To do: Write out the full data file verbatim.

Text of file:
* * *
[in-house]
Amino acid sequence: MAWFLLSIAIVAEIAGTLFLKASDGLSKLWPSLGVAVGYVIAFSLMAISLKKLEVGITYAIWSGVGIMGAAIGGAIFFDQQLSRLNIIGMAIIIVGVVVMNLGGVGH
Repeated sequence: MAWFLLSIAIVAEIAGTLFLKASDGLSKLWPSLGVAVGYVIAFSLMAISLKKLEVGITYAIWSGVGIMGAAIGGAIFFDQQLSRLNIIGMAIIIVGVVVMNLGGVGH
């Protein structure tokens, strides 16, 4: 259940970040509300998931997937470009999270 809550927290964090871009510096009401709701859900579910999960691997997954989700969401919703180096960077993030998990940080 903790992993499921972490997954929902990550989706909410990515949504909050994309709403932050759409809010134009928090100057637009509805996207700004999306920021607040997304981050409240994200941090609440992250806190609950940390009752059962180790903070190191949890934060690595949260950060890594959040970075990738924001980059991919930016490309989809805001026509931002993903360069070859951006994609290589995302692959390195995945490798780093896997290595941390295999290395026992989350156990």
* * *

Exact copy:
[in-house]
Amino acid sequence: MAWFLLSIAIVAEIAGTLFLKASDGLSKLWPSLGVAVGYVIAFSLMAISLKKLEVGITYAIWSGVGIMGAAIGGAIFFDQQLSRLNIIGMAIIIVGVVVMNLGGVGH
Repeated sequence: MAWFLLSIAIVAEIAGTLFLKASDGLSKLWPSLGVAVGYVIAFSLMAISLKKLEVGITYAIWSGVGIMGAAIGGAIFFDQQLSRLNIIGMAIIIVGVVVMNLGGVGH
């Protein structure tokens, strides 16, 4: 259940970040509300998931997937470009999270 809550927290964090871009510096009401709701859900579910999960691997997954989700969401919703180096960077993030998990940080 903790992993499921972490997954929902990550989706909410990515949504909050994309709403932050759409809010134009928090100057637009509805996207700004999306920021607040997304981050409240994200941090609440992250806190609950940390009752059962180790903070190191949890934060690595949260950060890594959040970075990738924001980059991919930016490309989809805001026509931002993903360069070859951006994609290589995302692959390195995945490798780093896997290595941390295999290395026992989350156990």